In this paper, the authors analyse various existing economic studies on the exploitation of manganese nodules. The investment and operating costs of these studies are adjusted to the year 2001 using the US Consumer Price index. The adjusted values are then used to examine the profitability of a potential investment using the net present value method, showing that with 2001 metal prices none of the reported ventures would be economically interesting. New concepts with tremendous research potential are then presented considering processing on the open sea, the use of alternative energies such as wave energy, wind energy and thermal energy conversion.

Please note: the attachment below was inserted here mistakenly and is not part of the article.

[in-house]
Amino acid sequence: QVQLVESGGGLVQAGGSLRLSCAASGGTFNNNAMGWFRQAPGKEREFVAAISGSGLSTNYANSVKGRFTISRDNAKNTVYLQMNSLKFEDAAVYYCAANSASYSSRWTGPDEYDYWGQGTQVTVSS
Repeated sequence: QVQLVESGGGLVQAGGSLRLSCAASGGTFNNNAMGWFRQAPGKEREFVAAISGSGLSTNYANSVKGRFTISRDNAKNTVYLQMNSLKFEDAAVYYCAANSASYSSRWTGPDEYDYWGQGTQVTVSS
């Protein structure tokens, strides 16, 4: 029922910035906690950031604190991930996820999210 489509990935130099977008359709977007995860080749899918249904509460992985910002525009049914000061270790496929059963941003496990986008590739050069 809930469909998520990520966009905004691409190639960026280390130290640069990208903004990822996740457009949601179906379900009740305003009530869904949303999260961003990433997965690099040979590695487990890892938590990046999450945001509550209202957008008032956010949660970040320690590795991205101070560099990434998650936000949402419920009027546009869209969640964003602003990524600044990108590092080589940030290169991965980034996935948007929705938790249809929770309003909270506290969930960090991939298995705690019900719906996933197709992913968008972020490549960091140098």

Since the discovery of the first manganese nodules by M.S. Challenger in 1873, various companies and nations have looked into the possibility to exploit these vast resources. Manganese nodules contain a large amount of manganese (approximately 17%), some copper (0,5%.), some nickel (0,3%) and cobalt (0,3%). These values are arithmetic averages of all known deposits as listed in Thethis (1992) and Korsakov (1987). Further metals are also contained in the nodules, but in such low concentrations, that it is not worth trying to extract these for commercial use. The first step consisted in trying to assess the amount of nodules occurring on the entire planet (Mero, 1965). Then, almost in parallel, methods to harvest the nodules and methods to process the nodules were developed (Köhne, 1974 & 1976, Ecker, 1978, Thetis, 1992, Dörfler, 1995, Schwarz, 1995, 1999, Chung, 1996, Handschuh, 2001) and the process is currently still going on, as no economically viable scheme has been realised so far. The closest man got to realising this undertaking was probably the project by the OMI conglomerate in the beginning of the eighties (Eker, 1978, Flipse, 1981, Schwarz, 1999).

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